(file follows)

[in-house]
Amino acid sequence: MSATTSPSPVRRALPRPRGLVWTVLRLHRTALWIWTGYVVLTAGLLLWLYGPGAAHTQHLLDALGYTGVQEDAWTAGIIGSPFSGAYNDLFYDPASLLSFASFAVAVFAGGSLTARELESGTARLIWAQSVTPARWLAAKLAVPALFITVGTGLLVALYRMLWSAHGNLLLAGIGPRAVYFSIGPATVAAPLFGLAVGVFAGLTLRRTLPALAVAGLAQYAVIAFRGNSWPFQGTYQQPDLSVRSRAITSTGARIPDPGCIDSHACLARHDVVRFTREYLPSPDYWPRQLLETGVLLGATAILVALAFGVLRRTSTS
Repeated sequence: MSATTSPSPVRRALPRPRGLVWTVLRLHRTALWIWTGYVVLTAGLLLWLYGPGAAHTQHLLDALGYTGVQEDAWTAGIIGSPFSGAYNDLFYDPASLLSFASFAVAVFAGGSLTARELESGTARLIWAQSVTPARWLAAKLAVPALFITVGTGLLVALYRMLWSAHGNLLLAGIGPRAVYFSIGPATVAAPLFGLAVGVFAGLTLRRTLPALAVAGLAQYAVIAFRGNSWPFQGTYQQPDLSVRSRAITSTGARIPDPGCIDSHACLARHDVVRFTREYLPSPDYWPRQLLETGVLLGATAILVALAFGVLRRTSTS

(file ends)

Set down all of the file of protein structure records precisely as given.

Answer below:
[in-house]
Amino acid sequence: MSATTSPSPVRRALPRPRGLVWTVLRLHRTALWIWTGYVVLTAGLLLWLYGPGAAHTQHLLDALGYTGVQEDAWTAGIIGSPFSGAYNDLFYDPASLLSFASFAVAVFAGGSLTARELESGTARLIWAQSVTPARWLAAKLAVPALFITVGTGLLVALYRMLWSAHGNLLLAGIGPRAVYFSIGPATVAAPLFGLAVGVFAGLTLRRTLPALAVAGLAQYAVIAFRGNSWPFQGTYQQPDLSVRSRAITSTGARIPDPGCIDSHACLARHDVVRFTREYLPSPDYWPRQLLETGVLLGATAILVALAFGVLRRTSTS
Repeated sequence: MSATTSPSPVRRALPRPRGLVWTVLRLHRTALWIWTGYVVLTAGLLLWLYGPGAAHTQHLLDALGYTGVQEDAWTAGIIGSPFSGAYNDLFYDPASLLSFASFAVAVFAGGSLTARELESGTARLIWAQSVTPARWLAAKLAVPALFITVGTGLLVALYRMLWSAHGNLLLAGIGPRAVYFSIGPATVAAPLFGLAVGVFAGLTLRRTLPALAVAGLAQYAVIAFRGNSWPFQGTYQQPDLSVRSRAITSTGARIPDPGCIDSHACLARHDVVRFTREYLPSPDYWPRQLLETGVLLGATAILVALAFGVLRRTSTS